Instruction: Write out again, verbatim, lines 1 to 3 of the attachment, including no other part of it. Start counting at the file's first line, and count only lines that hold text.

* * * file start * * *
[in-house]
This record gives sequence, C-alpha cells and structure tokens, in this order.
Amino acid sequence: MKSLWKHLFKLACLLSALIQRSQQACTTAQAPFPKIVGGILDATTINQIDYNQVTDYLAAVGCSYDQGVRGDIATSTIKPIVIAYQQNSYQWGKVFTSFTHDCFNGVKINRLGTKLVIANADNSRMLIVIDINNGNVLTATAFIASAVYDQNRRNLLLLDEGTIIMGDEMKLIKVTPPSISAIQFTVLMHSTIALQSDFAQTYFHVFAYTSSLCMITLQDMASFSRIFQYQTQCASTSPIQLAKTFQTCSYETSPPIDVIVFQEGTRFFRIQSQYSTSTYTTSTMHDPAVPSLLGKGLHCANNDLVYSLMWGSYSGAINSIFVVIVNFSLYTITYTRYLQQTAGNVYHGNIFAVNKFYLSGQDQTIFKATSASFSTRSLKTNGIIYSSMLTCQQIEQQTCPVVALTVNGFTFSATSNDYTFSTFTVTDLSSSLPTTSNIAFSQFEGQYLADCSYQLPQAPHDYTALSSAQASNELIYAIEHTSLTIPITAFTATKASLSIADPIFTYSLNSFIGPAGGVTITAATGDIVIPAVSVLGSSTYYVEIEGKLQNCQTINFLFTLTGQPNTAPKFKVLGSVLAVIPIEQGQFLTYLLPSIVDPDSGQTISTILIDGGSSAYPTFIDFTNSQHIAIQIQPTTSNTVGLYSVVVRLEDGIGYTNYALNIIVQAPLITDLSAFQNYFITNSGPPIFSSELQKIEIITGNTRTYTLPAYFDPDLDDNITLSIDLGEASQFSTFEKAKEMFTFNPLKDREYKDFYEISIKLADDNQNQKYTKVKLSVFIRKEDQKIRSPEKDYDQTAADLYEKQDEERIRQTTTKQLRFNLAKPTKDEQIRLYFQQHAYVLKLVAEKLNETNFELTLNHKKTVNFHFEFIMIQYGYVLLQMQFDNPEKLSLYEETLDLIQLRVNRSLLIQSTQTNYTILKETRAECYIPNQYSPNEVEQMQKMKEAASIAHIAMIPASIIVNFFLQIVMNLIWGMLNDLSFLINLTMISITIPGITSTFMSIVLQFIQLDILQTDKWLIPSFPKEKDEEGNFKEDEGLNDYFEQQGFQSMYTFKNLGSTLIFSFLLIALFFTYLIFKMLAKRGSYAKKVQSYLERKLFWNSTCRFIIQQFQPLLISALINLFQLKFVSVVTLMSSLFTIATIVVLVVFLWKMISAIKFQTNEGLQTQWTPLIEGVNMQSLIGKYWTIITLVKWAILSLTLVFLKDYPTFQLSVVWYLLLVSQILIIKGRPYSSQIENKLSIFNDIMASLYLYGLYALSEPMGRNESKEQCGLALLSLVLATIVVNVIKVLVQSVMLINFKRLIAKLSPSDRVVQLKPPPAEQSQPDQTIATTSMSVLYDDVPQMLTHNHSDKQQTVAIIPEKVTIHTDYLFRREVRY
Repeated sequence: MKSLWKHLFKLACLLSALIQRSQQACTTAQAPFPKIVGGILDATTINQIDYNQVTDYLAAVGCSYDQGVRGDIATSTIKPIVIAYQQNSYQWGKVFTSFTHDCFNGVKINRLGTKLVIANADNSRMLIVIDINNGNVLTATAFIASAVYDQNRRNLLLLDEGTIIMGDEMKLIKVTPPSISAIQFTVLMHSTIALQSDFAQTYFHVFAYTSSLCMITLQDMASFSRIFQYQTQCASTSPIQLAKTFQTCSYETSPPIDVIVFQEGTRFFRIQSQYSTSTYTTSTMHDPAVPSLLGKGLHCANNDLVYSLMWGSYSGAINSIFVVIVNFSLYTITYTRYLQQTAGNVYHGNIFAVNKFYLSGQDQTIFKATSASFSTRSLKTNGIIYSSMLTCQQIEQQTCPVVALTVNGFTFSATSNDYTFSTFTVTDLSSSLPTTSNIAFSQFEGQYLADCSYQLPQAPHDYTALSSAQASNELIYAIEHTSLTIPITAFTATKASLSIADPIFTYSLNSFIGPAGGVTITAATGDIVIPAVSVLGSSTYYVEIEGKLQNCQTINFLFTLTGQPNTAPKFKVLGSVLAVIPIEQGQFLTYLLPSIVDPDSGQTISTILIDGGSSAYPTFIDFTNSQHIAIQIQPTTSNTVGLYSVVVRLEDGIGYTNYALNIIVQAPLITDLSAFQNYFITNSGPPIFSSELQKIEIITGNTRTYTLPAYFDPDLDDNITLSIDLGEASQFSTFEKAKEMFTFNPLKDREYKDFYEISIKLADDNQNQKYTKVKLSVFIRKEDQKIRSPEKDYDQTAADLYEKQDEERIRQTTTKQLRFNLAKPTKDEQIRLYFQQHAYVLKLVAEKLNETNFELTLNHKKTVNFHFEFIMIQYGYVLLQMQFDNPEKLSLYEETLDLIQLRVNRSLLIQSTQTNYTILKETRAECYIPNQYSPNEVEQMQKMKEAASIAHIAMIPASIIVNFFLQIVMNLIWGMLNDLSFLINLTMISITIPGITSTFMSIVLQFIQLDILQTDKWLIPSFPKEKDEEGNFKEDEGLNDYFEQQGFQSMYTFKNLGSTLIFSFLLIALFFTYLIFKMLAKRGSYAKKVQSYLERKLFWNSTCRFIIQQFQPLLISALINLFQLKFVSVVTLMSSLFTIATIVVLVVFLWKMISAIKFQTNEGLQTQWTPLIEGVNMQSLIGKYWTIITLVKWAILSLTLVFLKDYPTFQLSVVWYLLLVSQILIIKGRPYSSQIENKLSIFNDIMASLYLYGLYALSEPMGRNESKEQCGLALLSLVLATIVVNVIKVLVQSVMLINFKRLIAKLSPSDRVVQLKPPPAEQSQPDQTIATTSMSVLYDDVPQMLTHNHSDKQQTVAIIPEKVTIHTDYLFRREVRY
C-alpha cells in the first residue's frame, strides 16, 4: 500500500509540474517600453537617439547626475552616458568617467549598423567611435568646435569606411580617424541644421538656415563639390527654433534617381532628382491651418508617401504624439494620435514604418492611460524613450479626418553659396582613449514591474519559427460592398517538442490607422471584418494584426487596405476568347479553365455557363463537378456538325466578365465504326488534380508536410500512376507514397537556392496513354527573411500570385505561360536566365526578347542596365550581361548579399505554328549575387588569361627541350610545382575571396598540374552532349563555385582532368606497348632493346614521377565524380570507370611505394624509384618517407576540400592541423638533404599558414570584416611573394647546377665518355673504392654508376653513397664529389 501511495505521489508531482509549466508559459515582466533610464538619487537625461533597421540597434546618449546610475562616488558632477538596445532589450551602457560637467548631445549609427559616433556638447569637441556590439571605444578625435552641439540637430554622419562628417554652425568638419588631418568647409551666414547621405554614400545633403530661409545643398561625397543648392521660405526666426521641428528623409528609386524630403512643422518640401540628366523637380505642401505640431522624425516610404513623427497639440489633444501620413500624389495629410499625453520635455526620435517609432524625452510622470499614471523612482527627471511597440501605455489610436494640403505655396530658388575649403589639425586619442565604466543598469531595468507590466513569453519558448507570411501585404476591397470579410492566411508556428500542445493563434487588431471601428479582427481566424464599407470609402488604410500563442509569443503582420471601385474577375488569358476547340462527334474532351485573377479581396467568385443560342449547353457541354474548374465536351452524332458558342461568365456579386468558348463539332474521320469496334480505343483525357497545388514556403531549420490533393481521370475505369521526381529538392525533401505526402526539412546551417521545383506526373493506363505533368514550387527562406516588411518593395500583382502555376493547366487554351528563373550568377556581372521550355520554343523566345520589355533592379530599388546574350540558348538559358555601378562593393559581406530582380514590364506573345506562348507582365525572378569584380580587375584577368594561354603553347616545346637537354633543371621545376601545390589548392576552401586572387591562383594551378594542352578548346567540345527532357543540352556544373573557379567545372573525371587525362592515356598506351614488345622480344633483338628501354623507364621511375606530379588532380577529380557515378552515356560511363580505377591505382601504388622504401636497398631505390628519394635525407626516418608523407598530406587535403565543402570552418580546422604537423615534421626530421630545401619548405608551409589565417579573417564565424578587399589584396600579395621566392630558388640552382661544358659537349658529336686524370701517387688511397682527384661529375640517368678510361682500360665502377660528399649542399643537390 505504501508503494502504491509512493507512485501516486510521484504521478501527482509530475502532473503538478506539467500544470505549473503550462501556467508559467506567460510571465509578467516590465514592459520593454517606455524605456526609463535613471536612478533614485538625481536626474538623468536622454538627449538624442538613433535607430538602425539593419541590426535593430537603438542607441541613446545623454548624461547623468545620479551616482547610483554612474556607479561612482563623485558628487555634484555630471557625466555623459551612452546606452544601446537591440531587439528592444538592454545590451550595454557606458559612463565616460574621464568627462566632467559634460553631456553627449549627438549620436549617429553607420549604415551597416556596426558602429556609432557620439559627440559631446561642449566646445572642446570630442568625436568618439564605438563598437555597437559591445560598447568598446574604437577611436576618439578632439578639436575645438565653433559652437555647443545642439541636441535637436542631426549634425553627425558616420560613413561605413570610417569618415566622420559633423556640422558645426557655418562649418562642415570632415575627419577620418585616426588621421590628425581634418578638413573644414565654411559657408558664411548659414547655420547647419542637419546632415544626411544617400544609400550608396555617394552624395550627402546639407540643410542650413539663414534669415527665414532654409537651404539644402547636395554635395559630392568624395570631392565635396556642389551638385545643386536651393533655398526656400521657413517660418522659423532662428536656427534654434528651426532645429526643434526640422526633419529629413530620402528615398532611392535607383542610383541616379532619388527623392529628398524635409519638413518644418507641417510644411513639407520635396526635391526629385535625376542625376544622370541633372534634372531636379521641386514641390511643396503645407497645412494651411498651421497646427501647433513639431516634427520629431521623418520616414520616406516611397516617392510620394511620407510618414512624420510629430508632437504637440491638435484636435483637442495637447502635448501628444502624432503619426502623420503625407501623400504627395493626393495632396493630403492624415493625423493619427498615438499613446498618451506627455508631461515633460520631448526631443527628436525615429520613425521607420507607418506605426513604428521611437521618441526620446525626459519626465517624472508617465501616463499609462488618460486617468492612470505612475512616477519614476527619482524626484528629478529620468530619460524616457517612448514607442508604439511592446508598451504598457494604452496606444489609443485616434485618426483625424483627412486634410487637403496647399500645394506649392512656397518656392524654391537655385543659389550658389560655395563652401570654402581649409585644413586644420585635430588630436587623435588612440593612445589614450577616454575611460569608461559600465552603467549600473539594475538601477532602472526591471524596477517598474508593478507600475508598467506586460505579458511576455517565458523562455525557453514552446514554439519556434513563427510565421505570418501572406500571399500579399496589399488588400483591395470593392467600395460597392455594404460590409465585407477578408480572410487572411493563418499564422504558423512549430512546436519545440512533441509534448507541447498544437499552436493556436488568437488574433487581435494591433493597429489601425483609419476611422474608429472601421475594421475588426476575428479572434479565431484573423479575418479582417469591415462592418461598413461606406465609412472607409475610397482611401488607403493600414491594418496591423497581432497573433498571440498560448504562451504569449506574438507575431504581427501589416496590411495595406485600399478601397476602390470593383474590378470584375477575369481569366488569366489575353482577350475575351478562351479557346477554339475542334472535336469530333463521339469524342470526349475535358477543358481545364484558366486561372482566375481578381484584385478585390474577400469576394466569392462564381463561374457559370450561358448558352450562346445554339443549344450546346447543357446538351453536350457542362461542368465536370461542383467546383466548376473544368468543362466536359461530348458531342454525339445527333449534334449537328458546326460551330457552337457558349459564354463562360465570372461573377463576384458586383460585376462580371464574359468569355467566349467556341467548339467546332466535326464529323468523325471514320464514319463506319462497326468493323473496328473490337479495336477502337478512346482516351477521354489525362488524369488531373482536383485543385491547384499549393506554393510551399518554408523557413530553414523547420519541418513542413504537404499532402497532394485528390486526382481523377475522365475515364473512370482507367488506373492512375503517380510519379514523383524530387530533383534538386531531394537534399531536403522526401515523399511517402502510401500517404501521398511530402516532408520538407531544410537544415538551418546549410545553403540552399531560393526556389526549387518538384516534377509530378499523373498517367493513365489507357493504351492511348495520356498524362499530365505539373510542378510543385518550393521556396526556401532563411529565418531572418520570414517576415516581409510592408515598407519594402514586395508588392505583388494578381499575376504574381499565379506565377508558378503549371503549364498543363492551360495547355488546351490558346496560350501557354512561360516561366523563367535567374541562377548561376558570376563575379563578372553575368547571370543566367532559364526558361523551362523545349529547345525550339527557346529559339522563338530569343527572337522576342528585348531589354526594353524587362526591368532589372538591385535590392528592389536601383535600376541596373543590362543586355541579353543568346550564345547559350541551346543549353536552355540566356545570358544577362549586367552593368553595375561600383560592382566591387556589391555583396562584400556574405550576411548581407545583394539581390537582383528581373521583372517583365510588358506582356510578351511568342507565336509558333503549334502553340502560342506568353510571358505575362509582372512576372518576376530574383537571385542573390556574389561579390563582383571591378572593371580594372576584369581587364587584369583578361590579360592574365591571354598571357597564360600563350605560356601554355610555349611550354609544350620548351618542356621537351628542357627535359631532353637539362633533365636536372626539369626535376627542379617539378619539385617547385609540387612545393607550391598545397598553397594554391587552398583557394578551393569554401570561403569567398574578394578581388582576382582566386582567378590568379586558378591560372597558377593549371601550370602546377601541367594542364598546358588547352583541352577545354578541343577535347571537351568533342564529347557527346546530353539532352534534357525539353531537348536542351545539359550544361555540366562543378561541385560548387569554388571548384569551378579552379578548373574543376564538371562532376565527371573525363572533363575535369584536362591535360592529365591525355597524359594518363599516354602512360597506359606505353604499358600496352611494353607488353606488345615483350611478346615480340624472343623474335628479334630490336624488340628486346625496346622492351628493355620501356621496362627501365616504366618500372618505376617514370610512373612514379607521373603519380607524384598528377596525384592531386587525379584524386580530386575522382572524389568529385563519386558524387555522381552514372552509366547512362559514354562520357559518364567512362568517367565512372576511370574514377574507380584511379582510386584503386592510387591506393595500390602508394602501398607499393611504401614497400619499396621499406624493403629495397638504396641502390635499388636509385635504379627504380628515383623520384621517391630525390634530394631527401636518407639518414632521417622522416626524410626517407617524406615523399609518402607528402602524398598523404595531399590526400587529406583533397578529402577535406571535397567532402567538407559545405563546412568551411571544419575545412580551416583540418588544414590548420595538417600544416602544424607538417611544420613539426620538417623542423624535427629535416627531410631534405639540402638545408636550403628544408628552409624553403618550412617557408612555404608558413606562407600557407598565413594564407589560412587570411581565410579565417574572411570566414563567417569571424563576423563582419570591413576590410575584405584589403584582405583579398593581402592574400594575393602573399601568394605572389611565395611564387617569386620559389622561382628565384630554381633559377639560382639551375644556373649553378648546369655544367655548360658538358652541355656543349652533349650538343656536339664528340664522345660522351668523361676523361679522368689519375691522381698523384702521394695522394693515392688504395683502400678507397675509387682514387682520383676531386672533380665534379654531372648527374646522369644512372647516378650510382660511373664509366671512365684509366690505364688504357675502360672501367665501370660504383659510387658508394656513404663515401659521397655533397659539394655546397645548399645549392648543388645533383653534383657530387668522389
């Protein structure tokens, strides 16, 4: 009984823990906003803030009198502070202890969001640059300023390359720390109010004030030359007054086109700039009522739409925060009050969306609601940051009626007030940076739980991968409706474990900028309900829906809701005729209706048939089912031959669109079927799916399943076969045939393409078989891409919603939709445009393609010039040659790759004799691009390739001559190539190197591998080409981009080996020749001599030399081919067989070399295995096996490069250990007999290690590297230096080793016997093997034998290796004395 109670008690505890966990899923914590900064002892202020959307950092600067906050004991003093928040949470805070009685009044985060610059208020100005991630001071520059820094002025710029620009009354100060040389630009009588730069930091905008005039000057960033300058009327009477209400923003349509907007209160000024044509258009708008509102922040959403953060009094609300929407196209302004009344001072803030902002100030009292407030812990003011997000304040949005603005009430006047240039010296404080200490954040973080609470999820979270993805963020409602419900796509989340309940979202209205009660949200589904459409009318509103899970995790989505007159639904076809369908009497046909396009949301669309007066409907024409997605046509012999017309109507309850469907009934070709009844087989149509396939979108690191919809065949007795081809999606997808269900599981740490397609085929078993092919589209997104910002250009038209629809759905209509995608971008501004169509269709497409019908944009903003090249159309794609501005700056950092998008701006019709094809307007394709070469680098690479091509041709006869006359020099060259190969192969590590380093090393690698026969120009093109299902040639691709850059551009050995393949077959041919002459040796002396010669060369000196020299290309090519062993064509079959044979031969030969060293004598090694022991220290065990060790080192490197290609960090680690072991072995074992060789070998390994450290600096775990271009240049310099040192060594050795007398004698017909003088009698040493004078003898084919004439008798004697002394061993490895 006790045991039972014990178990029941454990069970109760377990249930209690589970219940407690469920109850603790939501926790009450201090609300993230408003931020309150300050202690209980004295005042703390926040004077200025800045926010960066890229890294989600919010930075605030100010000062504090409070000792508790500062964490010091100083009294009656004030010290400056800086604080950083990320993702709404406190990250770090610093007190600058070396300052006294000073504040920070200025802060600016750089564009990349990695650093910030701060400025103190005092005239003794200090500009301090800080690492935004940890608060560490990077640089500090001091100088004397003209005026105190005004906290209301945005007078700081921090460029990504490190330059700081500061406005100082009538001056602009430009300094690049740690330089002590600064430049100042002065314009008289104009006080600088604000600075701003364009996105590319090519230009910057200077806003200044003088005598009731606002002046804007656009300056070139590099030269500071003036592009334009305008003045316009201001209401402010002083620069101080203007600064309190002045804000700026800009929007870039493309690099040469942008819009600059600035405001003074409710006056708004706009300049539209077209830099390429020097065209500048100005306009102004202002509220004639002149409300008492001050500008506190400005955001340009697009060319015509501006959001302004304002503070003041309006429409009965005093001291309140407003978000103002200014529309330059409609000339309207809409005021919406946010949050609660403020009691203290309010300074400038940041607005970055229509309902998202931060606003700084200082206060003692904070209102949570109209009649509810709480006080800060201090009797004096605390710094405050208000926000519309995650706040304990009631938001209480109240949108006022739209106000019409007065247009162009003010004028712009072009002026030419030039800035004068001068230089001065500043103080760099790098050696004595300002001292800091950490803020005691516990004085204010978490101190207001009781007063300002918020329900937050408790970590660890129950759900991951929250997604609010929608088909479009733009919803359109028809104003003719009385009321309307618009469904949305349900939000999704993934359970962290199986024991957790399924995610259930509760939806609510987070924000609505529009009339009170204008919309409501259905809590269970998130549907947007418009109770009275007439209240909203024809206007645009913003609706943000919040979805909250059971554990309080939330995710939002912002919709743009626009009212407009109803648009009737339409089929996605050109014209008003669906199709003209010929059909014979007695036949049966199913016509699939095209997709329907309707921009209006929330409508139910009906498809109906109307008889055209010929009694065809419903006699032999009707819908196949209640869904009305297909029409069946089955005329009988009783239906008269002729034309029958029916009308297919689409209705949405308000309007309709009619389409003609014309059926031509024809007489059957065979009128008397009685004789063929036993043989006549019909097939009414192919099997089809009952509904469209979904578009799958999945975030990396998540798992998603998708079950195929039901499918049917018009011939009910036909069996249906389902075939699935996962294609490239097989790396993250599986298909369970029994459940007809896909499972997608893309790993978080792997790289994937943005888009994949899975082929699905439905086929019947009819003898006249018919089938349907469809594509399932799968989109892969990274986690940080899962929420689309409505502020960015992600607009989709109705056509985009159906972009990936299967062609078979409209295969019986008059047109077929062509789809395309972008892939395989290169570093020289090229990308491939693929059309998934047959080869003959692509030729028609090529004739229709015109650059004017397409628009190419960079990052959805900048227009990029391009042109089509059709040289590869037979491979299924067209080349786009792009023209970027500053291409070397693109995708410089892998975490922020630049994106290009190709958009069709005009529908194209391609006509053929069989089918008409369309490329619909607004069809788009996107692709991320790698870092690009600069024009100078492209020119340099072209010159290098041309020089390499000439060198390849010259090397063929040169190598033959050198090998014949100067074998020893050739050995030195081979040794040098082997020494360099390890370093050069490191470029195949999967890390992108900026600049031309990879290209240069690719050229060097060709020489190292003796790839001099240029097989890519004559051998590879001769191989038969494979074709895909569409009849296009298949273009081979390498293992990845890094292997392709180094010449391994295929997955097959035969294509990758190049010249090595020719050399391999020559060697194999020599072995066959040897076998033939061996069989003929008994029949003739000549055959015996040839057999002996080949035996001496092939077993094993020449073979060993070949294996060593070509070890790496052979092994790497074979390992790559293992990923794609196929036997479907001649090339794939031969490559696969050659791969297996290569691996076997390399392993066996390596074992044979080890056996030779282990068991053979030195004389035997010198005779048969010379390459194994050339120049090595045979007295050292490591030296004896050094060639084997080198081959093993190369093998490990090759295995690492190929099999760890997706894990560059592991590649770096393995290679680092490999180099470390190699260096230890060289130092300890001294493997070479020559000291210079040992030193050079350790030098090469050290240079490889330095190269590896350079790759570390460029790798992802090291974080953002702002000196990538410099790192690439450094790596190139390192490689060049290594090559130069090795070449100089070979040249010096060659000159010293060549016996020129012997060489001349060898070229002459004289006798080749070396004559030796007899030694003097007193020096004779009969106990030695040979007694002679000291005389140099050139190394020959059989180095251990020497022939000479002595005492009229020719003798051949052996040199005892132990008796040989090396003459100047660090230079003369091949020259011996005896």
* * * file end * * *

[in-house]
This record gives sequence, C-alpha cells and structure tokens, in this order.
Amino acid sequence: MKSLWKHLFKLACLLSALIQRSQQACTTAQAPFPKIVGGILDATTINQIDYNQVTDYLAAVGCSYDQGVRGDIATSTIKPIVIAYQQNSYQWGKVFTSFTHDCFNGVKINRLGTKLVIANADNSRMLIVIDINNGNVLTATAFIASAVYDQNRRNLLLLDEGTIIMGDEMKLIKVTPPSISAIQFTVLMHSTIALQSDFAQTYFHVFAYTSSLCMITLQDMASFSRIFQYQTQCASTSPIQLAKTFQTCSYETSPPIDVIVFQEGTRFFRIQSQYSTSTYTTSTMHDPAVPSLLGKGLHCANNDLVYSLMWGSYSGAINSIFVVIVNFSLYTITYTRYLQQTAGNVYHGNIFAVNKFYLSGQDQTIFKATSASFSTRSLKTNGIIYSSMLTCQQIEQQTCPVVALTVNGFTFSATSNDYTFSTFTVTDLSSSLPTTSNIAFSQFEGQYLADCSYQLPQAPHDYTALSSAQASNELIYAIEHTSLTIPITAFTATKASLSIADPIFTYSLNSFIGPAGGVTITAATGDIVIPAVSVLGSSTYYVEIEGKLQNCQTINFLFTLTGQPNTAPKFKVLGSVLAVIPIEQGQFLTYLLPSIVDPDSGQTISTILIDGGSSAYPTFIDFTNSQHIAIQIQPTTSNTVGLYSVVVRLEDGIGYTNYALNIIVQAPLITDLSAFQNYFITNSGPPIFSSELQKIEIITGNTRTYTLPAYFDPDLDDNITLSIDLGEASQFSTFEKAKEMFTFNPLKDREYKDFYEISIKLADDNQNQKYTKVKLSVFIRKEDQKIRSPEKDYDQTAADLYEKQDEERIRQTTTKQLRFNLAKPTKDEQIRLYFQQHAYVLKLVAEKLNETNFELTLNHKKTVNFHFEFIMIQYGYVLLQMQFDNPEKLSLYEETLDLIQLRVNRSLLIQSTQTNYTILKETRAECYIPNQYSPNEVEQMQKMKEAASIAHIAMIPASIIVNFFLQIVMNLIWGMLNDLSFLINLTMISITIPGITSTFMSIVLQFIQLDILQTDKWLIPSFPKEKDEEGNFKEDEGLNDYFEQQGFQSMYTFKNLGSTLIFSFLLIALFFTYLIFKMLAKRGSYAKKVQSYLERKLFWNSTCRFIIQQFQPLLISALINLFQLKFVSVVTLMSSLFTIATIVVLVVFLWKMISAIKFQTNEGLQTQWTPLIEGVNMQSLIGKYWTIITLVKWAILSLTLVFLKDYPTFQLSVVWYLLLVSQILIIKGRPYSSQIENKLSIFNDIMASLYLYGLYALSEPMGRNESKEQCGLALLSLVLATIVVNVIKVLVQSVMLINFKRLIAKLSPSDRVVQLKPPPAEQSQPDQTIATTSMSVLYDDVPQMLTHNHSDKQQTVAIIPEKVTIHTDYLFRREVRY